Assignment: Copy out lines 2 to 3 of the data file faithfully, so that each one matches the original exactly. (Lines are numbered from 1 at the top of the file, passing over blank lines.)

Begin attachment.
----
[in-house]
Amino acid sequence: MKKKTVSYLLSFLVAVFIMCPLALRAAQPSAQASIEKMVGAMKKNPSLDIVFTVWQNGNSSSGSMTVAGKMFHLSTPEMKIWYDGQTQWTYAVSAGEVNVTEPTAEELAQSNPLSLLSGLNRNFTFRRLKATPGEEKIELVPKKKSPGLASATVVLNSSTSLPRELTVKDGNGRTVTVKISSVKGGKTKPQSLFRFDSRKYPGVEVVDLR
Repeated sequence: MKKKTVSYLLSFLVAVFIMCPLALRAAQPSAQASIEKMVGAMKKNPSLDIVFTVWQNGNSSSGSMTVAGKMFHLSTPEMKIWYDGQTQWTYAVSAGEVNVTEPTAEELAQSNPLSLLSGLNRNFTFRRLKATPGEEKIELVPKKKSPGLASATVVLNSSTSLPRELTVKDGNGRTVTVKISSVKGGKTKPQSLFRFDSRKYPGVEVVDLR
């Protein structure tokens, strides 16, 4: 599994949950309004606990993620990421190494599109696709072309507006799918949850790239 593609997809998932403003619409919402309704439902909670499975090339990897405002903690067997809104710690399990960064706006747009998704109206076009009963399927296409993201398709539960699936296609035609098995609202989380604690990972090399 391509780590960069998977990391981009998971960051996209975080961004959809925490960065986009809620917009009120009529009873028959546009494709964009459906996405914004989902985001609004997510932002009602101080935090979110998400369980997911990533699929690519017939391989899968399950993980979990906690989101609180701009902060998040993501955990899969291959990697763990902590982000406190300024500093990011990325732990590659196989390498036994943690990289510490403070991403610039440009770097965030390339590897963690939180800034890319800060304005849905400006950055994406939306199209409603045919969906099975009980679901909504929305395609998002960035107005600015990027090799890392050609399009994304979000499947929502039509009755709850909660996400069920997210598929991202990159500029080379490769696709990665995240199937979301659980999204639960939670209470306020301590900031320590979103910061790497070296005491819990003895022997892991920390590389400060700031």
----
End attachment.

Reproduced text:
Amino acid sequence: MKKKTVSYLLSFLVAVFIMCPLALRAAQPSAQASIEKMVGAMKKNPSLDIVFTVWQNGNSSSGSMTVAGKMFHLSTPEMKIWYDGQTQWTYAVSAGEVNVTEPTAEELAQSNPLSLLSGLNRNFTFRRLKATPGEEKIELVPKKKSPGLASATVVLNSSTSLPRELTVKDGNGRTVTVKISSVKGGKTKPQSLFRFDSRKYPGVEVVDLR
Repeated sequence: MKKKTVSYLLSFLVAVFIMCPLALRAAQPSAQASIEKMVGAMKKNPSLDIVFTVWQNGNSSSGSMTVAGKMFHLSTPEMKIWYDGQTQWTYAVSAGEVNVTEPTAEELAQSNPLSLLSGLNRNFTFRRLKATPGEEKIELVPKKKSPGLASATVVLNSSTSLPRELTVKDGNGRTVTVKISSVKGGKTKPQSLFRFDSRKYPGVEVVDLR